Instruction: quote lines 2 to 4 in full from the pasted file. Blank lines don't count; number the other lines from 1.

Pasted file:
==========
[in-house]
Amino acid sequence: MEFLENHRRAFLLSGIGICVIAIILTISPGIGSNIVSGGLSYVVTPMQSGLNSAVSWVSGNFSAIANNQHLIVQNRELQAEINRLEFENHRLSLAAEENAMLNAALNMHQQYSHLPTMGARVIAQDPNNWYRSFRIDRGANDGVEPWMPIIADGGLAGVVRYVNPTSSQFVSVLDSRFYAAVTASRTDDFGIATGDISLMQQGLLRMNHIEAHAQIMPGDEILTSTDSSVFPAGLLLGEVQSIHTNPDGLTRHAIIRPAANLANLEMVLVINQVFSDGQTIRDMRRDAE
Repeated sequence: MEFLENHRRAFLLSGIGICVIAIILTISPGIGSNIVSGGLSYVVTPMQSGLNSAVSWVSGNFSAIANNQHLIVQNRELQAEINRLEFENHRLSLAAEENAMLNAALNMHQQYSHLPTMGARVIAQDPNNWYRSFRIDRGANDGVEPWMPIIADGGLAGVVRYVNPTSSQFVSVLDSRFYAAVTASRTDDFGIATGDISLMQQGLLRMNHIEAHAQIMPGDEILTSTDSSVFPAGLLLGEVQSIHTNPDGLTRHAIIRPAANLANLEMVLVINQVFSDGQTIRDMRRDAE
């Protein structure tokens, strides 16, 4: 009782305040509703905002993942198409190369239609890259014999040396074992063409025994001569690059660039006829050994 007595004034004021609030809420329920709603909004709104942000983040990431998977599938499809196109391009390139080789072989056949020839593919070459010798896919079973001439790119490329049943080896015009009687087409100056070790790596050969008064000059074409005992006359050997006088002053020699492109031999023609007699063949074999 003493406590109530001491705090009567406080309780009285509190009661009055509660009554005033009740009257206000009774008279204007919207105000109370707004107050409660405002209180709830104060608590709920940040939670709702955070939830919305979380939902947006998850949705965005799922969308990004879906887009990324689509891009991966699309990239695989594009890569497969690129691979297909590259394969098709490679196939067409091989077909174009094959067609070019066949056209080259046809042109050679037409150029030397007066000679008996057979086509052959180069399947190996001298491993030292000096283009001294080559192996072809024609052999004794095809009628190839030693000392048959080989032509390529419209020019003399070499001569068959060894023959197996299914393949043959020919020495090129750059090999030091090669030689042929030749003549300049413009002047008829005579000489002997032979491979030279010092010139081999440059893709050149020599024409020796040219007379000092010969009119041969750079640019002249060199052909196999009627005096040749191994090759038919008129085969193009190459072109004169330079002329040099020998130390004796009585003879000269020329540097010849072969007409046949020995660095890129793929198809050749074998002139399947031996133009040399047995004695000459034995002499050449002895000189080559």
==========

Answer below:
Amino acid sequence: MEFLENHRRAFLLSGIGICVIAIILTISPGIGSNIVSGGLSYVVTPMQSGLNSAVSWVSGNFSAIANNQHLIVQNRELQAEINRLEFENHRLSLAAEENAMLNAALNMHQQYSHLPTMGARVIAQDPNNWYRSFRIDRGANDGVEPWMPIIADGGLAGVVRYVNPTSSQFVSVLDSRFYAAVTASRTDDFGIATGDISLMQQGLLRMNHIEAHAQIMPGDEILTSTDSSVFPAGLLLGEVQSIHTNPDGLTRHAIIRPAANLANLEMVLVINQVFSDGQTIRDMRRDAE
Repeated sequence: MEFLENHRRAFLLSGIGICVIAIILTISPGIGSNIVSGGLSYVVTPMQSGLNSAVSWVSGNFSAIANNQHLIVQNRELQAEINRLEFENHRLSLAAEENAMLNAALNMHQQYSHLPTMGARVIAQDPNNWYRSFRIDRGANDGVEPWMPIIADGGLAGVVRYVNPTSSQFVSVLDSRFYAAVTASRTDDFGIATGDISLMQQGLLRMNHIEAHAQIMPGDEILTSTDSSVFPAGLLLGEVQSIHTNPDGLTRHAIIRPAANLANLEMVLVINQVFSDGQTIRDMRRDAE
């Protein structure tokens, strides 16, 4: 009782305040509703905002993942198409190369239609890259014999040396074992063409025994001569690059660039006829050994 007595004034004021609030809420329920709603909004709104942000983040990431998977599938499809196109391009390139080789072989056949020839593919070459010798896919079973001439790119490329049943080896015009009687087409100056070790790596050969008064000059074409005992006359050997006088002053020699492109031999023609007699063949074999 003493406590109530001491705090009567406080309780009285509190009661009055509660009554005033009740009257206000009774008279204007919207105000109370707004107050409660405002209180709830104060608590709920940040939670709702955070939830919305979380939902947006998850949705965005799922969308990004879906887009990324689509891009991966699309990239695989594009890569497969690129691979297909590259394969098709490679196939067409091989077909174009094959067609070019066949056209080259046809042109050679037409150029030397007066000679008996057979086509052959180069399947190996001298491993030292000096283009001294080559192996072809024609052999004794095809009628190839030693000392048959080989032509390529419209020019003399070499001569068959060894023959197996299914393949043959020919020495090129750059090999030091090669030689042929030749003549300049413009002047008829005579000489002997032979491979030279010092010139081999440059893709050149020599024409020796040219007379000092010969009119041969750079640019002249060199052909196999009627005096040749191994090759038919008129085969193009190459072109004169330079002329040099020998130390004796009585003879000269020329540097010849072969007409046949020995660095890129793929198809050749074998002139399947031996133009040399047995004695000459034995002499050449002895000189080559």